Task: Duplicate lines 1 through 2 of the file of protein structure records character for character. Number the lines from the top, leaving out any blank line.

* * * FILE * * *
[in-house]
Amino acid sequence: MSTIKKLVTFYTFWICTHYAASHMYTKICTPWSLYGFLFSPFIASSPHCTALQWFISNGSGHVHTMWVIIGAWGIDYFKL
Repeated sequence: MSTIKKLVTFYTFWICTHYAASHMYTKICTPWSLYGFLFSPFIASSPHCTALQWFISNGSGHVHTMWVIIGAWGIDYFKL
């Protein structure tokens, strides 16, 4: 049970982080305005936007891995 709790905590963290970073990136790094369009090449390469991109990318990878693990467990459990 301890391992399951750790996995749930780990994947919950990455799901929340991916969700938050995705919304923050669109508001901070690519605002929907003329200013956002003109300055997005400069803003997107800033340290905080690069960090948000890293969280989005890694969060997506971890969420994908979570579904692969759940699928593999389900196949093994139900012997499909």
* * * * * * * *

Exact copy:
[in-house]
Amino acid sequence: MSTIKKLVTFYTFWICTHYAASHMYTKICTPWSLYGFLFSPFIASSPHCTALQWFISNGSGHVHTMWVIIGAWGIDYFKL